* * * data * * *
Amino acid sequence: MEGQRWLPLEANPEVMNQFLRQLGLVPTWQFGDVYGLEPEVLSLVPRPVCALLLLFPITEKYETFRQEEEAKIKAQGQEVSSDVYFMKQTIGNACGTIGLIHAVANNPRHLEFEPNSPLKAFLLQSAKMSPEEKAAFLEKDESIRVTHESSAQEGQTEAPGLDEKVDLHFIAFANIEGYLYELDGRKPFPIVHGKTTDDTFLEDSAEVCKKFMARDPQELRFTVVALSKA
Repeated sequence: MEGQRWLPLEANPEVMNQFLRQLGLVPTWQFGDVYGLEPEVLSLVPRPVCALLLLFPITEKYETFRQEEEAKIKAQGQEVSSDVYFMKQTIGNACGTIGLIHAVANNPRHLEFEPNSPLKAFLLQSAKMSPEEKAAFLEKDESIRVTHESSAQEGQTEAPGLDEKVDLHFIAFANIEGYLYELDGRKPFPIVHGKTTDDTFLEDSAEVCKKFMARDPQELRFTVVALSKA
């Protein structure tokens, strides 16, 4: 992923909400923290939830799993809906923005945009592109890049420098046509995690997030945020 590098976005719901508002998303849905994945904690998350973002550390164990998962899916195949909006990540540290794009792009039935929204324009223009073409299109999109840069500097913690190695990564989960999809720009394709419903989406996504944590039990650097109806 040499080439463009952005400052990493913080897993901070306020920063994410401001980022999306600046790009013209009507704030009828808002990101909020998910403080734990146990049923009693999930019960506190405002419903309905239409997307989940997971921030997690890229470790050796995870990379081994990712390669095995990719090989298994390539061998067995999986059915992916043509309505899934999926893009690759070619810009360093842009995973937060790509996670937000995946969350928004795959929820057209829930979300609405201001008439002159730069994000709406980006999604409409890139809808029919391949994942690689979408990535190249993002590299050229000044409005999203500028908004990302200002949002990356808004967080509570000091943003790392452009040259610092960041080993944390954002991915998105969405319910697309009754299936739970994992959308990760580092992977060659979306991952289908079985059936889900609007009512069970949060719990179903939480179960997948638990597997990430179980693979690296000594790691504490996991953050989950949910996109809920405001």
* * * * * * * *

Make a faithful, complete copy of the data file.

Amino acid sequence: MEGQRWLPLEANPEVMNQFLRQLGLVPTWQFGDVYGLEPEVLSLVPRPVCALLLLFPITEKYETFRQEEEAKIKAQGQEVSSDVYFMKQTIGNACGTIGLIHAVANNPRHLEFEPNSPLKAFLLQSAKMSPEEKAAFLEKDESIRVTHESSAQEGQTEAPGLDEKVDLHFIAFANIEGYLYELDGRKPFPIVHGKTTDDTFLEDSAEVCKKFMARDPQELRFTVVALSKA
Repeated sequence: MEGQRWLPLEANPEVMNQFLRQLGLVPTWQFGDVYGLEPEVLSLVPRPVCALLLLFPITEKYETFRQEEEAKIKAQGQEVSSDVYFMKQTIGNACGTIGLIHAVANNPRHLEFEPNSPLKAFLLQSAKMSPEEKAAFLEKDESIRVTHESSAQEGQTEAPGLDEKVDLHFIAFANIEGYLYELDGRKPFPIVHGKTTDDTFLEDSAEVCKKFMARDPQELRFTVVALSKA
């Protein structure tokens, strides 16, 4: 992923909400923290939830799993809906923005945009592109890049420098046509995690997030945020 590098976005719901508002998303849905994945904690998350973002550390164990998962899916195949909006990540540290794009792009039935929204324009223009073409299109999109840069500097913690190695990564989960999809720009394709419903989406996504944590039990650097109806 040499080439463009952005400052990493913080897993901070306020920063994410401001980022999306600046790009013209009507704030009828808002990101909020998910403080734990146990049923009693999930019960506190405002419903309905239409997307989940997971921030997690890229470790050796995870990379081994990712390669095995990719090989298994390539061998067995999986059915992916043509309505899934999926893009690759070619810009360093842009995973937060790509996670937000995946969350928004795959929820057209829930979300609405201001008439002159730069994000709406980006999604409409890139809808029919391949994942690689979408990535190249993002590299050229000044409005999203500028908004990302200002949002990356808004967080509570000091943003790392452009040259610092960041080993944390954002991915998105969405319910697309009754299936739970994992959308990760580092992977060659979306991952289908079985059936889900609007009512069970949060719990179903939480179960997948638990597997990430179980693979690296000594790691504490996991953050989950949910996109809920405001």